I'm hoping to have my folks over to mine for a couple of nights later this week. I'll go over and pick them up in the car, pack for my Mum, as well as packing her equipment. At least my Dad will sort himself out and it will be minimal - he's a bloke after all! Holidays are a military operation nowadays (all the stuff - loo seat , zimmer, bed rail, lots of changes of clothing etc, etc!) but hopefully it will give them a change and a wee break. It also gives me a chance to see for myself how my Mum is doing and how my Dad is coping. It will be lovely to see them, but it's always emotionally hard. I so wish their retirement years had been different. But hey, that's life - it deals you stuff that you've just got to get on with!! The challenge is noticing and enjoying the little moments of joy or beauty in life. Sometimes, easier said than done!!!

Sandra, hang in there. I'm hoping that you and your Dad find some way of 'sorting the pills' that you both can manage. I believe there are (? more expensive) pill containers with compartments that will only open at set times - that might be a last resort option. Can the OT help or the PD nurse or this helpline? The issue seems to be your Dad's own anxiety about getting his pill regime right and not 'trusting' anyone else's. It's understandable, but possibly there's 'paranonia/compulsiveness' going on that is upsetting his judgement. Maybe this will settle if the antibiotics are working as urine infections do cause confusion I believe. Fingers crossed.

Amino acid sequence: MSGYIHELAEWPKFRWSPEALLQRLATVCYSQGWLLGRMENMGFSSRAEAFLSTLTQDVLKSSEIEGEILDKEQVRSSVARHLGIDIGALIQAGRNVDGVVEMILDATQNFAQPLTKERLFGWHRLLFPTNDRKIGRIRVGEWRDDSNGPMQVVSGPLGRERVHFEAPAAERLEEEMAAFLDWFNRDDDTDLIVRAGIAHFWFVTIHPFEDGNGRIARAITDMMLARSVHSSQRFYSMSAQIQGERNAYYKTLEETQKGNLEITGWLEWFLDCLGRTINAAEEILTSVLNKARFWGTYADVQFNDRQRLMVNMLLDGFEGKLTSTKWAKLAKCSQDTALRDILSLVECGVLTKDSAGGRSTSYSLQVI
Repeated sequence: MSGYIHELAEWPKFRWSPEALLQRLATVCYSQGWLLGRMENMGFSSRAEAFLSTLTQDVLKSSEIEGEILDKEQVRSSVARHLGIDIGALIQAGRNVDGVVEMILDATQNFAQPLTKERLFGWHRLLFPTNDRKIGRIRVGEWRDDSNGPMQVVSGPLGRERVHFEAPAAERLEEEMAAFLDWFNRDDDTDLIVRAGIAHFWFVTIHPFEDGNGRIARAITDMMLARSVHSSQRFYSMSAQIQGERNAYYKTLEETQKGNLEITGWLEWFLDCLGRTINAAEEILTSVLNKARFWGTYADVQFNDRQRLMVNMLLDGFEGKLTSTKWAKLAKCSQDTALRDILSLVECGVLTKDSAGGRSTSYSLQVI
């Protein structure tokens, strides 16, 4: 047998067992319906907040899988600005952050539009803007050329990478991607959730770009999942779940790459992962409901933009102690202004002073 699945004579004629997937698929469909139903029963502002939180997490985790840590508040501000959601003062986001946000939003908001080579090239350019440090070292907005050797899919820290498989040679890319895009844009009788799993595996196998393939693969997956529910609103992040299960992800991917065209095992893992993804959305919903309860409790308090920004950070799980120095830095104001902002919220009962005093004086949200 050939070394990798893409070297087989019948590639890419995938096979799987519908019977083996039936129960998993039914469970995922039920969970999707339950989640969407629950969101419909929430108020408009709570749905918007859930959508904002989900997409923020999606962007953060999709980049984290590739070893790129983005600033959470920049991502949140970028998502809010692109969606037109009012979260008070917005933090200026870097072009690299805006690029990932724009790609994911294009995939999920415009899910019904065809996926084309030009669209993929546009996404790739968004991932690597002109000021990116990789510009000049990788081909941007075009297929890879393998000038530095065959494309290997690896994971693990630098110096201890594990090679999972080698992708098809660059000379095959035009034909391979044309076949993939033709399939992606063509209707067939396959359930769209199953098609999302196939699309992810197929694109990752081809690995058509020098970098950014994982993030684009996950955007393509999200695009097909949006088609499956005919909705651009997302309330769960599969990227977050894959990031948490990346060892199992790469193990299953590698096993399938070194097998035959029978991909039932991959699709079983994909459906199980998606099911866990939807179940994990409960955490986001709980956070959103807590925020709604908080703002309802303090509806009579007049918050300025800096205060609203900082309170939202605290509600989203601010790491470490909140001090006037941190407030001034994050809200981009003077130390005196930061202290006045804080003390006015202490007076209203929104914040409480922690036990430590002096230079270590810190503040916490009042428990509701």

Good luck to you both. Hope you'll keep posting to let us know how things are going for you. Sandra I'm sending you a big hug down the 'wire' Tx


#15

Hi everyone, hope you are all okay.